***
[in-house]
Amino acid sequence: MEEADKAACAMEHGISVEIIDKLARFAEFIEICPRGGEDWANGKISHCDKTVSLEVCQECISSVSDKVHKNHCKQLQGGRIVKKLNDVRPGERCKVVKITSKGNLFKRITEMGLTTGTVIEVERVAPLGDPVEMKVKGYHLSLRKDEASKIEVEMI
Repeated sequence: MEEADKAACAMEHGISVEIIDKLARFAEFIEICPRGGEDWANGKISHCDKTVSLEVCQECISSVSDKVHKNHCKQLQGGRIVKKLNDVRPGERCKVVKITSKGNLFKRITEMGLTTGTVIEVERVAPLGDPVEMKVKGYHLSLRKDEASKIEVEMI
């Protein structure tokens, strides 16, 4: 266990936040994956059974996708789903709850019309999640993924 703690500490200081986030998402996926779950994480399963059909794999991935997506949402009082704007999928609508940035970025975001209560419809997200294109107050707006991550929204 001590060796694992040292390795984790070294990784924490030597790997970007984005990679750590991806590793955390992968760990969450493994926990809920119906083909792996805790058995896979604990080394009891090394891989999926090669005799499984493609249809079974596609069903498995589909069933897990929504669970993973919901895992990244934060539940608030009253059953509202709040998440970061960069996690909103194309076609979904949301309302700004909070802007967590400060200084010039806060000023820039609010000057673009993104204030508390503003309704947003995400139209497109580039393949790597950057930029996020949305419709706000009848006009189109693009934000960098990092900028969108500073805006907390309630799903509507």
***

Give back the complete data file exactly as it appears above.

[in-house]
Amino acid sequence: MEEADKAACAMEHGISVEIIDKLARFAEFIEICPRGGEDWANGKISHCDKTVSLEVCQECISSVSDKVHKNHCKQLQGGRIVKKLNDVRPGERCKVVKITSKGNLFKRITEMGLTTGTVIEVERVAPLGDPVEMKVKGYHLSLRKDEASKIEVEMI
Repeated sequence: MEEADKAACAMEHGISVEIIDKLARFAEFIEICPRGGEDWANGKISHCDKTVSLEVCQECISSVSDKVHKNHCKQLQGGRIVKKLNDVRPGERCKVVKITSKGNLFKRITEMGLTTGTVIEVERVAPLGDPVEMKVKGYHLSLRKDEASKIEVEMI
């Protein structure tokens, strides 16, 4: 266990936040994956059974996708789903709850019309999640993924 703690500490200081986030998402996926779950994480399963059909794999991935997506949402009082704007999928609508940035970025975001209560419809997200294109107050707006991550929204 001590060796694992040292390795984790070294990784924490030597790997970007984005990679750590991806590793955390992968760990969450493994926990809920119906083909792996805790058995896979604990080394009891090394891989999926090669005799499984493609249809079974596609069903498995589909069933897990929504669970993973919901895992990244934060539940608030009253059953509202709040998440970061960069996690909103194309076609979904949301309302700004909070802007967590400060200084010039806060000023820039609010000057673009993104204030508390503003309704947003995400139209497109580039393949790597950057930029996020949305419709706000009848006009189109693009934000960098990092900028969108500073805006907390309630799903509507």